Inflammatory bowel disease (IBD) has been an important topic of discussion and research in canine and feline gastroenterology for more than 20 years.
Inflammatory bowel disease (IBD) has been an important topic of discussion and research in canine and feline gastroenterology for more than 20 years. At times, IBD has been stated to be the most common cause of chronic gastrointestinal signs in dogs and cats. Small intestinal IBD can be particularly devastating, as severe weight loss with or without hypoalbuminemia may occur (Figure 1).
Figure 1. A dog with severe weight loss caused by small intestinal disease.
One of the problems with IBD is that different definitions have been applied, and there has been no clear consensus as to exactly what constitutes IBD. In some cases, IBD has been referred to in the context of a histologic diagnosis, diagnosed solely by finding inflammation in intestinal biopsies (Figures 2 & 3); while in other cases, IBD has been defined as idiopathic intestinal inflammation, in which histology by itself is inadequate for diagnosis. Our current collective term for canine and feline IBD describes persistent or recurrent gastrointestinal signs that have histologic evidence of inflammatory infiltration of the small or large intestinal mucosa of unknown cause. Current thought is that the condition can only be called IBD if no underlying cause for the inflammation can be found.1
Figure 2. A duodenal biopsy section from a 3-year-old Yorkshire terrier with IBD showing increased numbers of lymphocytes and plasma cells in the lamina propria (hematoxylin-eosin stain; bar = 50 Î¼m). Courtesy of Dr. Penny Watson, Cambridge University Veterinary School.
Recently, new evidence suggests that intestinal bacteria probably play an important role in the initiation or perpetuation of the intestinal inflammation that has been termed IBD.1-5 Unfortunately, histology by itself cannot distinguish idiopathic intestinal inflammation from intestinal inflammation due to these gut bacteria or diet.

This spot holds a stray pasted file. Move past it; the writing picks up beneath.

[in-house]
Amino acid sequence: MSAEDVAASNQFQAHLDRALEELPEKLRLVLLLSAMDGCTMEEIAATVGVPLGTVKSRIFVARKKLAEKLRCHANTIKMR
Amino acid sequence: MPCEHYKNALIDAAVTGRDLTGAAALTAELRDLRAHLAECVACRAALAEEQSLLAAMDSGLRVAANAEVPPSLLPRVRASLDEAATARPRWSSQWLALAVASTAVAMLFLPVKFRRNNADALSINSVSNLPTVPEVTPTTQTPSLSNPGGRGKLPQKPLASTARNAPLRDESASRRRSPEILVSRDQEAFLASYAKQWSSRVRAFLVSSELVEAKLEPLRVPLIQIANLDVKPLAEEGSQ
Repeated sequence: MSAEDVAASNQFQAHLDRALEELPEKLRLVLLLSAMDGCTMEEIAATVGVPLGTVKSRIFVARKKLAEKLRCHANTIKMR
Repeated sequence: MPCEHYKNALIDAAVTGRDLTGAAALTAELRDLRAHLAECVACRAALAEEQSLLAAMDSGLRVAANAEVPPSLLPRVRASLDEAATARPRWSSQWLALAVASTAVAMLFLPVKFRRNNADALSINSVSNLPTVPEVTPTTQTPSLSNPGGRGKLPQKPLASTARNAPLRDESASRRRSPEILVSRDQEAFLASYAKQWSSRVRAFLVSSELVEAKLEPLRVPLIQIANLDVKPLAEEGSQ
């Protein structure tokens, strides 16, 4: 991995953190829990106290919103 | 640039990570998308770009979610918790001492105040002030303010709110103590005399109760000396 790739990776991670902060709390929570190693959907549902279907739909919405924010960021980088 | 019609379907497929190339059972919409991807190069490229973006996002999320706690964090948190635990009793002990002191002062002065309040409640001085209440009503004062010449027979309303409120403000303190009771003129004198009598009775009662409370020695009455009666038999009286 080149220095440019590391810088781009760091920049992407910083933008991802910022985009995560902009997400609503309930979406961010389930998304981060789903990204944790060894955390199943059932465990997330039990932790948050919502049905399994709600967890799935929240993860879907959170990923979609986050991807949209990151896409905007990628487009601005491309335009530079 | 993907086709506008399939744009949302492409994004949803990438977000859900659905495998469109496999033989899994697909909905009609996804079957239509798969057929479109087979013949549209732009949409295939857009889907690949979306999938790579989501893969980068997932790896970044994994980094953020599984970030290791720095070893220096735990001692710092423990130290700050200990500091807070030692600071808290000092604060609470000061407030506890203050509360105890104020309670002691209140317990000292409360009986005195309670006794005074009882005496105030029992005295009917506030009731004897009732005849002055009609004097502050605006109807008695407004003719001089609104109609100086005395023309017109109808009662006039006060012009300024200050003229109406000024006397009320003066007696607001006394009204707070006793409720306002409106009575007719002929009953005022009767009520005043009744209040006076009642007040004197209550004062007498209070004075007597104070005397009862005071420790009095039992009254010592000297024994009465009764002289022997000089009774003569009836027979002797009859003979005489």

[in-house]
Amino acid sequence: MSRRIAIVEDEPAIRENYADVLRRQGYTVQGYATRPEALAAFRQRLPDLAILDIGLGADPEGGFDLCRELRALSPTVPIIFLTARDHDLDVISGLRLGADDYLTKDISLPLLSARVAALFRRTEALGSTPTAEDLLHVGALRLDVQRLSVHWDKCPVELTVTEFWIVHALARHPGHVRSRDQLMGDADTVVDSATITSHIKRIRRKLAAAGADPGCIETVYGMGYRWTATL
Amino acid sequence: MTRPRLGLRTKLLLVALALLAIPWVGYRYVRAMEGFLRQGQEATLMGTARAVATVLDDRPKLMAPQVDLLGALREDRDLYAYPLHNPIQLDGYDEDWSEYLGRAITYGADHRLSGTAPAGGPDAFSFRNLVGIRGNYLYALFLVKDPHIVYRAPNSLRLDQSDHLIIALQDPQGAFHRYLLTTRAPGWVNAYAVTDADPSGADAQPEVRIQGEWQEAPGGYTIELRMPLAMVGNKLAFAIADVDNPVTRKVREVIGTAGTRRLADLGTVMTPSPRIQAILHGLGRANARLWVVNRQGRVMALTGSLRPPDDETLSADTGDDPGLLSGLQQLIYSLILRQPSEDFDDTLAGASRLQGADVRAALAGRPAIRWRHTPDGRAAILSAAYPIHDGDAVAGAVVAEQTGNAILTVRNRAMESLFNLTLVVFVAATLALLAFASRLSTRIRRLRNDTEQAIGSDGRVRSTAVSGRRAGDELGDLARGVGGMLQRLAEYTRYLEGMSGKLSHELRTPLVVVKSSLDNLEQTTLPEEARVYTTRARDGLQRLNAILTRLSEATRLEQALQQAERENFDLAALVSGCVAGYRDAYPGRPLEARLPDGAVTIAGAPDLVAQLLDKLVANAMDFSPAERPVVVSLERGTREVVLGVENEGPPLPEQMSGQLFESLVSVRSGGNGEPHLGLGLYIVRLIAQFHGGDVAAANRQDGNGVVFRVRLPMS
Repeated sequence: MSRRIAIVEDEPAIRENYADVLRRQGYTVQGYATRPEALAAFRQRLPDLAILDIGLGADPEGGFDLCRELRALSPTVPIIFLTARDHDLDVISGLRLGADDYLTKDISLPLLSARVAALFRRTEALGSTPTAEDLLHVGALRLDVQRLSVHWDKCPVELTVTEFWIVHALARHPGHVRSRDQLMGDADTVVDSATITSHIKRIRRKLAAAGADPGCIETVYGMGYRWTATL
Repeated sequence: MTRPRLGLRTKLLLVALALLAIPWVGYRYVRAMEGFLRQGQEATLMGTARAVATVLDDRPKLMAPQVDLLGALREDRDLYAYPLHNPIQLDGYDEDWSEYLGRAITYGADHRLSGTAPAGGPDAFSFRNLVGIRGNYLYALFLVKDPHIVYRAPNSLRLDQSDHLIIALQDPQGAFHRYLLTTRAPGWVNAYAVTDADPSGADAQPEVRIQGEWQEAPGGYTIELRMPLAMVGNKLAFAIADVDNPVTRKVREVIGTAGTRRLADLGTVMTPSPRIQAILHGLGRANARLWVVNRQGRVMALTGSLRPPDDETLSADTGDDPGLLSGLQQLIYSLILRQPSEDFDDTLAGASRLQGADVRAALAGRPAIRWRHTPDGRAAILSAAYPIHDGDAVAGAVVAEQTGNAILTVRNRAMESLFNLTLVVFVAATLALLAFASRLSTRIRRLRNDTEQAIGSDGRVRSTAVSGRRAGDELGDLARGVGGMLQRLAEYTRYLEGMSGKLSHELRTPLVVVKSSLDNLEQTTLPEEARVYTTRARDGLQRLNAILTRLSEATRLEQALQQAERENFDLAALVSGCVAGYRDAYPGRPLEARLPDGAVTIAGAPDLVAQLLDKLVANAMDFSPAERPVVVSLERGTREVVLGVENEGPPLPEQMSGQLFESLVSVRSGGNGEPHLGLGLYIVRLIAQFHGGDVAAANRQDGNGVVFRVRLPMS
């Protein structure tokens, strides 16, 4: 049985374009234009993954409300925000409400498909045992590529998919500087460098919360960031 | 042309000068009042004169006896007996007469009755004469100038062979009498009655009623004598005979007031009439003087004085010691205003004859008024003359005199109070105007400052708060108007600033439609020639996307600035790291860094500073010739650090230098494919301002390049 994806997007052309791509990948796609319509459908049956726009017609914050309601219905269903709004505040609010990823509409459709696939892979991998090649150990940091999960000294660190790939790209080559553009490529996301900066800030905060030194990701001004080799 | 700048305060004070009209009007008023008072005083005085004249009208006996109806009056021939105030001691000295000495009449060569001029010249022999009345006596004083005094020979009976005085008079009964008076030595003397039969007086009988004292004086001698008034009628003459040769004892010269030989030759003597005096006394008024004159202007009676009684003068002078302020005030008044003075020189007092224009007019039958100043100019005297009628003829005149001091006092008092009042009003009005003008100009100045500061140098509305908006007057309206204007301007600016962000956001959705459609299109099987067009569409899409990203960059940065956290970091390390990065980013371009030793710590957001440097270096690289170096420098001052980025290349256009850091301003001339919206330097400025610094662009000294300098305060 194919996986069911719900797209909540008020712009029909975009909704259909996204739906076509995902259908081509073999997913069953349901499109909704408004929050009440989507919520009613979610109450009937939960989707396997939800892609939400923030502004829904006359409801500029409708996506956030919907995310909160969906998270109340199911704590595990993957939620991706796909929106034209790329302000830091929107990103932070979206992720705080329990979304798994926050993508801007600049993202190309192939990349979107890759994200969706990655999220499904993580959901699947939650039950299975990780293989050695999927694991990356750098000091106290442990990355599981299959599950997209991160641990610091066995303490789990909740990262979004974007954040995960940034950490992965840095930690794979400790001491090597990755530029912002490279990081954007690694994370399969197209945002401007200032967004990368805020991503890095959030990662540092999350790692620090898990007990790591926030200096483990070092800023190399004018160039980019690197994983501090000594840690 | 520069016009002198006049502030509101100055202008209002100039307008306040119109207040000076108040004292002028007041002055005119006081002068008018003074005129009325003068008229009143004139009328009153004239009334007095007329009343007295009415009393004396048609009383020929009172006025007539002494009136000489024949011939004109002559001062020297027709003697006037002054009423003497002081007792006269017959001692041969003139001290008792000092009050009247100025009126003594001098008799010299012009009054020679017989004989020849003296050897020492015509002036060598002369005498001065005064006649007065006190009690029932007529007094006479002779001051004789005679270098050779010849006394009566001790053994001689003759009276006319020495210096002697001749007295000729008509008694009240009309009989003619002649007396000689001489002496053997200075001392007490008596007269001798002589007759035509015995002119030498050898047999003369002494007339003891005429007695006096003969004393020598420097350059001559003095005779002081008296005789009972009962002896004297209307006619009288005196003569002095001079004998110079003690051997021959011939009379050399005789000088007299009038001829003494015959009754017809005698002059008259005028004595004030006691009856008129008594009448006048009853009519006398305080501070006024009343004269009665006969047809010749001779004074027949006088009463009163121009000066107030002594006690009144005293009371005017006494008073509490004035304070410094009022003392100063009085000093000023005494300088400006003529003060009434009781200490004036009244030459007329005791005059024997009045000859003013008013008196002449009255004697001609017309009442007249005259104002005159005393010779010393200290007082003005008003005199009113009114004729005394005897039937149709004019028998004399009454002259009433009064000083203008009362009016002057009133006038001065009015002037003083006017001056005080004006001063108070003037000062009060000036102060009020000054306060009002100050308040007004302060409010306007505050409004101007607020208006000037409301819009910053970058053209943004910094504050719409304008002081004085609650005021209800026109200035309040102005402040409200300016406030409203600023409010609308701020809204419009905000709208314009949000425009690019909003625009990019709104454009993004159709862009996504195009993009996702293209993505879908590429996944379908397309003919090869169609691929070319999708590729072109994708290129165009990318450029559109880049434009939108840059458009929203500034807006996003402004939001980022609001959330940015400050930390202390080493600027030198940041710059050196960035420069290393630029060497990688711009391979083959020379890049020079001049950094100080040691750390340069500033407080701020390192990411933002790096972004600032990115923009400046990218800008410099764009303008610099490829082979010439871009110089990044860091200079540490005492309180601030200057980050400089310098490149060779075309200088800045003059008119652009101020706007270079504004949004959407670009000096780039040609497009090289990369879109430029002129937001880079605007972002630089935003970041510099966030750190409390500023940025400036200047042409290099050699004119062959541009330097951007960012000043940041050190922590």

Figure 3. The endoscopic appearance of the duodenal mucosa in a dog with severe mucosal inflammation. In this case, no cause could be found, and the diagnosis became IBD.
With the advantage of hindsight, we can now see that the effectiveness of metronidazole in treating IBD should have been an early clue to the potential importance of bacteria as a cause of IBD. Metronidazole has benefitted many patients diagnosed as having IBD because of what was hypothesized to be an immunomodulatory effect.6 However, current thought is that metronidazole may be beneficial in these patients because of its efficacy in killing anaerobic bacteria. Another clue has been the finding that many dogs and some cats with steroid-resistant IBD may respond better to an elimination diet trial or antimicrobial therapy than to anti-inflammatory drugs.
While much of this evidence is anecdotal, there are published accounts of antibiotics (e.g. tylosin) "curing" what was diagnosed as IBD dating back 30 years.7 Since then, the efficacy of tylosin has been confirmed in other studies,8 which has helped reveal the potential role that bacteria play in causing or maintaining the intestinal inflammation in patients with IBD.1-5 Recently, the term dysbiosis has been suggested as a better description of what is occurring in the intestines of patients with IBD.
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Dysbiosis refers to an imbalance in the commensal intestinal bacterial population such that bacterial species that tend to favor inflammation in the intestinal mucosa (e.g. Escherichia coli) are overrepresented while those species that are less likely to induce inflammation (e.g. Bifidobacterium species) are underrepresented. The result is initiation and/or perpetuation of intestinal inflammation.